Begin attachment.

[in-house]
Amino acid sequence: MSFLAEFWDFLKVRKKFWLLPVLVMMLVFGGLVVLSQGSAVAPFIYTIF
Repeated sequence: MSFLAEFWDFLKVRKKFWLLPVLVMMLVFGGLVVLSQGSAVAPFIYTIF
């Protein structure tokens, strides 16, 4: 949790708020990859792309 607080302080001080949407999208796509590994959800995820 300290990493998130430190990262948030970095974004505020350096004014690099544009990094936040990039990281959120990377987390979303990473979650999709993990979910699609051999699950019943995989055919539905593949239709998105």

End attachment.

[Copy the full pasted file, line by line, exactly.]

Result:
[in-house]
Amino acid sequence: MSFLAEFWDFLKVRKKFWLLPVLVMMLVFGGLVVLSQGSAVAPFIYTIF
Repeated sequence: MSFLAEFWDFLKVRKKFWLLPVLVMMLVFGGLVVLSQGSAVAPFIYTIF
């Protein structure tokens, strides 16, 4: 949790708020990859792309 607080302080001080949407999208796509590994959800995820 300290990493998130430190990262948030970095974004505020350096004014690099544009990094936040990039990281959120990377987390979303990473979650999709993990979910699609051999699950019943995989055919539905593949239709998105």